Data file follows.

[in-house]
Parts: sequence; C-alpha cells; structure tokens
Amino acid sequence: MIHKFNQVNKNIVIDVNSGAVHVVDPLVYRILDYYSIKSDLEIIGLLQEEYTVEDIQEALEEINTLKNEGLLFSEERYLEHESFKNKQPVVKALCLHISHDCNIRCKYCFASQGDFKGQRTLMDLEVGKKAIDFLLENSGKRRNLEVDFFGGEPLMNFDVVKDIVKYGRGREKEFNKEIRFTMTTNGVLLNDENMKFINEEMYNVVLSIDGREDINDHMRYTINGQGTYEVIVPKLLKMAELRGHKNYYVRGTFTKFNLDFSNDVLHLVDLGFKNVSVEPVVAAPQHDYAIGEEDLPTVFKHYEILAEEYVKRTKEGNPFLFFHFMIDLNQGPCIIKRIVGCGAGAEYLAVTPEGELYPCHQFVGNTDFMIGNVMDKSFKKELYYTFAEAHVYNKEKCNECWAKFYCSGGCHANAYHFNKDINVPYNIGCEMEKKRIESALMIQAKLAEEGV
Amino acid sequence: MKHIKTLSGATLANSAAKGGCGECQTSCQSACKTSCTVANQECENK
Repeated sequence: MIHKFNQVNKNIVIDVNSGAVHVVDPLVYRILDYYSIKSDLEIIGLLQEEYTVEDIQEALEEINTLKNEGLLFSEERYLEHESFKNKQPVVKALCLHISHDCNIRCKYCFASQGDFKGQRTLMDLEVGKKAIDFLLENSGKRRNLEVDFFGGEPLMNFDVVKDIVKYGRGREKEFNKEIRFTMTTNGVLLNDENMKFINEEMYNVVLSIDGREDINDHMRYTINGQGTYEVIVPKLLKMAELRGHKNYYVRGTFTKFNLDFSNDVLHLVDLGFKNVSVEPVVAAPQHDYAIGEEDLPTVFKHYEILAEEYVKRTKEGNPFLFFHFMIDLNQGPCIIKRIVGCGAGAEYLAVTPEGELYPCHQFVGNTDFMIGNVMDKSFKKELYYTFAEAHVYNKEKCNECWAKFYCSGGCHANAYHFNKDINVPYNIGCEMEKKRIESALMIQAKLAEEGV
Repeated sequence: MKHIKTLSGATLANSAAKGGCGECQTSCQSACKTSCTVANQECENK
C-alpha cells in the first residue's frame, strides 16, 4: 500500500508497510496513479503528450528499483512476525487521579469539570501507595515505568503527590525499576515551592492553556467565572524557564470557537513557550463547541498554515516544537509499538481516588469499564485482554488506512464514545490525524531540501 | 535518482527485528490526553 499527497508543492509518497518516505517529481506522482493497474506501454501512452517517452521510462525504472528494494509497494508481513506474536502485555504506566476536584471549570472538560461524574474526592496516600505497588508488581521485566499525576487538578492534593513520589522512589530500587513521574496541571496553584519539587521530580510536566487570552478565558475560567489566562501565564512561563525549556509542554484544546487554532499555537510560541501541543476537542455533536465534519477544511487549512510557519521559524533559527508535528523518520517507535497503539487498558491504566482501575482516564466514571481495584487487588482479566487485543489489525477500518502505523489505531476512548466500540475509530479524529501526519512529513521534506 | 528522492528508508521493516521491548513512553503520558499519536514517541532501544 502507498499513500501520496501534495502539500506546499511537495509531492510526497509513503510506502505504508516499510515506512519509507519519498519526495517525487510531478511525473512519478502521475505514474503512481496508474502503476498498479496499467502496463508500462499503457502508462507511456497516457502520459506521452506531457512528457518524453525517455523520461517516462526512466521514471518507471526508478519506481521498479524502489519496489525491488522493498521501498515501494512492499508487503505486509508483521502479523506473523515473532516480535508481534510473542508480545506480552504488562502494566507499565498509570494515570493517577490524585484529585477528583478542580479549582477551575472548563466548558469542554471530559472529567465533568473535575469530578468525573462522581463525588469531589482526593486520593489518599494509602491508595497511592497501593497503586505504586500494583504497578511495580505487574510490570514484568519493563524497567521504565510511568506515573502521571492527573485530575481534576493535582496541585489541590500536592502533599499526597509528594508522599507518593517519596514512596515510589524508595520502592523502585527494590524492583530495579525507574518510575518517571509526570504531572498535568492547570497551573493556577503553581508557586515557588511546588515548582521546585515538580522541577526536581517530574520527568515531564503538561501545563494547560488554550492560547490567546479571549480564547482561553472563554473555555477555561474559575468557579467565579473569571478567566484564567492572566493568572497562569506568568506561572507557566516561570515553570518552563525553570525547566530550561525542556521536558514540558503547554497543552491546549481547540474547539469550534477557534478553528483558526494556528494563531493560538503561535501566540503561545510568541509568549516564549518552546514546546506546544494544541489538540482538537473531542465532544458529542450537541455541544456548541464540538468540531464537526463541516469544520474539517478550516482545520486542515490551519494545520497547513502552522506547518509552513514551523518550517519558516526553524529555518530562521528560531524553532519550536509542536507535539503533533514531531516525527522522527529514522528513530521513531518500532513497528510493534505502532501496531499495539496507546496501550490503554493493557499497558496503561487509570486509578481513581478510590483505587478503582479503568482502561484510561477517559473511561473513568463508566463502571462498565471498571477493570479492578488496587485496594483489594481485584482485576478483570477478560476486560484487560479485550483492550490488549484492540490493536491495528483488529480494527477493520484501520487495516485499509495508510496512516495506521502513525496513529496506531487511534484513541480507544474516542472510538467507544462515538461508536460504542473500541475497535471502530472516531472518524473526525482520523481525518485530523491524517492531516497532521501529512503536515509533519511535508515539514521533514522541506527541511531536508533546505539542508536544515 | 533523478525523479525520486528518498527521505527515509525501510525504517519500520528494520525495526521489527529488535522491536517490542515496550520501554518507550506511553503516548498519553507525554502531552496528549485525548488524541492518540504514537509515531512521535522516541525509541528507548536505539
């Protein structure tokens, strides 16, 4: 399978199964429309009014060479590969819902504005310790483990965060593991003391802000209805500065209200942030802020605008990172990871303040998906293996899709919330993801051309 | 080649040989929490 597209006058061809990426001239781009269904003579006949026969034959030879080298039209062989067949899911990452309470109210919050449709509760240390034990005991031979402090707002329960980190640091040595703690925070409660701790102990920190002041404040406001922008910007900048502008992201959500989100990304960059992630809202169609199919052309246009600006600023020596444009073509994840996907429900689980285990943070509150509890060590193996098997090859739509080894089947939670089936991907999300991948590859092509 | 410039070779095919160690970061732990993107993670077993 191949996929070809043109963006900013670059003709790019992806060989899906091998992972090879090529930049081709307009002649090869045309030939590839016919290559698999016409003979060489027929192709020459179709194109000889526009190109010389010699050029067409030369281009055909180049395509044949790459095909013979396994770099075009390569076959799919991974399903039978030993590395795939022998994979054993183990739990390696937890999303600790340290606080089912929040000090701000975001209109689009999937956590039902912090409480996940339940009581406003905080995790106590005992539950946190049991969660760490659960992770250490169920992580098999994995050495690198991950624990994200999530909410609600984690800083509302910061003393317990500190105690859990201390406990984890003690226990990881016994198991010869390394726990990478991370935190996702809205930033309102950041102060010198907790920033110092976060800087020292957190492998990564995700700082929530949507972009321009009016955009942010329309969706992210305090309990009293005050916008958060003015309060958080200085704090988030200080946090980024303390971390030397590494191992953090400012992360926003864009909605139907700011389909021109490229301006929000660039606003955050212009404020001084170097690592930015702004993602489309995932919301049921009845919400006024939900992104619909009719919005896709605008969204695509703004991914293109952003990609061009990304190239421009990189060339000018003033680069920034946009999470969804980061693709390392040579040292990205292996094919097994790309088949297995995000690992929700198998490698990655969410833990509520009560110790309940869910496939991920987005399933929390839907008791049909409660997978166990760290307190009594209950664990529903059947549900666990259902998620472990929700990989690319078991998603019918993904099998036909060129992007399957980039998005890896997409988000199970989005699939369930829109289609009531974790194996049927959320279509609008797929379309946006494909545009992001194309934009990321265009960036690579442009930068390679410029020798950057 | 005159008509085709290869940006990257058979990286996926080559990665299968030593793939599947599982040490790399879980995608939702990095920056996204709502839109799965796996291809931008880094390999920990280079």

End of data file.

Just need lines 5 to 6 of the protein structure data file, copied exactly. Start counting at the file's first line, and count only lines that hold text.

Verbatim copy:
Repeated sequence: MIHKFNQVNKNIVIDVNSGAVHVVDPLVYRILDYYSIKSDLEIIGLLQEEYTVEDIQEALEEINTLKNEGLLFSEERYLEHESFKNKQPVVKALCLHISHDCNIRCKYCFASQGDFKGQRTLMDLEVGKKAIDFLLENSGKRRNLEVDFFGGEPLMNFDVVKDIVKYGRGREKEFNKEIRFTMTTNGVLLNDENMKFINEEMYNVVLSIDGREDINDHMRYTINGQGTYEVIVPKLLKMAELRGHKNYYVRGTFTKFNLDFSNDVLHLVDLGFKNVSVEPVVAAPQHDYAIGEEDLPTVFKHYEILAEEYVKRTKEGNPFLFFHFMIDLNQGPCIIKRIVGCGAGAEYLAVTPEGELYPCHQFVGNTDFMIGNVMDKSFKKELYYTFAEAHVYNKEKCNECWAKFYCSGGCHANAYHFNKDINVPYNIGCEMEKKRIESALMIQAKLAEEGV
Repeated sequence: MKHIKTLSGATLANSAAKGGCGECQTSCQSACKTSCTVANQECENK